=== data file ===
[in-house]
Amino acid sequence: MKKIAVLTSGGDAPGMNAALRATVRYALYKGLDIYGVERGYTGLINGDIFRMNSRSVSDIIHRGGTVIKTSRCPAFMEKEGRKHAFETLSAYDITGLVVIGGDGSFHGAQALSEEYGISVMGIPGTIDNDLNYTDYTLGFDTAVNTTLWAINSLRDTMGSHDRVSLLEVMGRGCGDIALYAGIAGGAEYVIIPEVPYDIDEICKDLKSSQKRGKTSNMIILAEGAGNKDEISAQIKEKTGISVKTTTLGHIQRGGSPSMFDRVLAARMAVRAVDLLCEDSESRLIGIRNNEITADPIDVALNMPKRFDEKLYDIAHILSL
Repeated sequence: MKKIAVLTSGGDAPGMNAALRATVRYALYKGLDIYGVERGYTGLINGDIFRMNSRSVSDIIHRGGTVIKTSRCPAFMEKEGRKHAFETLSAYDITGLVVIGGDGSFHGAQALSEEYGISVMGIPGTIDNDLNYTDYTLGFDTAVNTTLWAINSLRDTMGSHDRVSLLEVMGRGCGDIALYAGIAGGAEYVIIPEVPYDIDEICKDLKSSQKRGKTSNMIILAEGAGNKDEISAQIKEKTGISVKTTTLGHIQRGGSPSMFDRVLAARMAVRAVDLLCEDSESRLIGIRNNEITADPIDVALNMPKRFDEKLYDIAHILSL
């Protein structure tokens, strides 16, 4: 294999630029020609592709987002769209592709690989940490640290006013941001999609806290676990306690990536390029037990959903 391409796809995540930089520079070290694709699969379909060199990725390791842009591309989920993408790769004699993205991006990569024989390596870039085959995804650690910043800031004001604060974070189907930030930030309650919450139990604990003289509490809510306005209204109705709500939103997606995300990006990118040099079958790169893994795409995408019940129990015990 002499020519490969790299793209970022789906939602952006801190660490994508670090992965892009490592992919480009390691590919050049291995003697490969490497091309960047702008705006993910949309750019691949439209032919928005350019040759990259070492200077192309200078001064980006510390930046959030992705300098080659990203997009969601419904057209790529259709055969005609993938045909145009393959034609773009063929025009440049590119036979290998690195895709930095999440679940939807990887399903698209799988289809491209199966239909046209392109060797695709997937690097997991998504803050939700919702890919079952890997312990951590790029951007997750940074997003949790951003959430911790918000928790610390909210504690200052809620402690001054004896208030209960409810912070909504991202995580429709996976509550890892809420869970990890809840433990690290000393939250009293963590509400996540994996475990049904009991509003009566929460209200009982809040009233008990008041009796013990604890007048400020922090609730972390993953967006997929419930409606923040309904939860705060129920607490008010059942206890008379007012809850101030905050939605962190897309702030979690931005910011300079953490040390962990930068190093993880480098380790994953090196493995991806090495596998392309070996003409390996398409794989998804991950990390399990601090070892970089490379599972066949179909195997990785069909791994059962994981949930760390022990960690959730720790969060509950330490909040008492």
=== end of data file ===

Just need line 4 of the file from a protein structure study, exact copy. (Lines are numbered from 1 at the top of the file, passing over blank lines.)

């Protein structure tokens, strides 16, 4: 294999630029020609592709987002769209592709690989940490640290006013941001999609806290676990306690990536390029037990959903 391409796809995540930089520079070290694709699969379909060199990725390791842009591309989920993408790769004699993205991006990569024989390596870039085959995804650690910043800031004001604060974070189907930030930030309650919450139990604990003289509490809510306005209204109705709500939103997606995300990006990118040099079958790169893994795409995408019940129990015990 002499020519490969790299793209970022789906939602952006801190660490994508670090992965892009490592992919480009390691590919050049291995003697490969490497091309960047702008705006993910949309750019691949439209032919928005350019040759990259070492200077192309200078001064980006510390930046959030992705300098080659990203997009969601419904057209790529259709055969005609993938045909145009393959034609773009063929025009440049590119036979290998690195895709930095999440679940939807990887399903698209799988289809491209199966239909046209392109060797695709997937690097997991998504803050939700919702890919079952890997312990951590790029951007997750940074997003949790951003959430911790918000928790610390909210504690200052809620402690001054004896208030209960409810912070909504991202995580429709996976509550890892809420869970990890809840433990690290000393939250009293963590509400996540994996475990049904009991509003009566929460209200009982809040009233008990008041009796013990604890007048400020922090609730972390993953967006997929419930409606923040309904939860705060129920607490008010059942206890008379007012809850101030905050939605962190897309702030979690931005910011300079953490040390962990930068190093993880480098380790994953090196493995991806090495596998392309070996003409390996398409794989998804991950990390399990601090070892970089490379599972066949179909195997990785069909791994059962994981949930760390022990960690959730720790969060509950330490909040008492």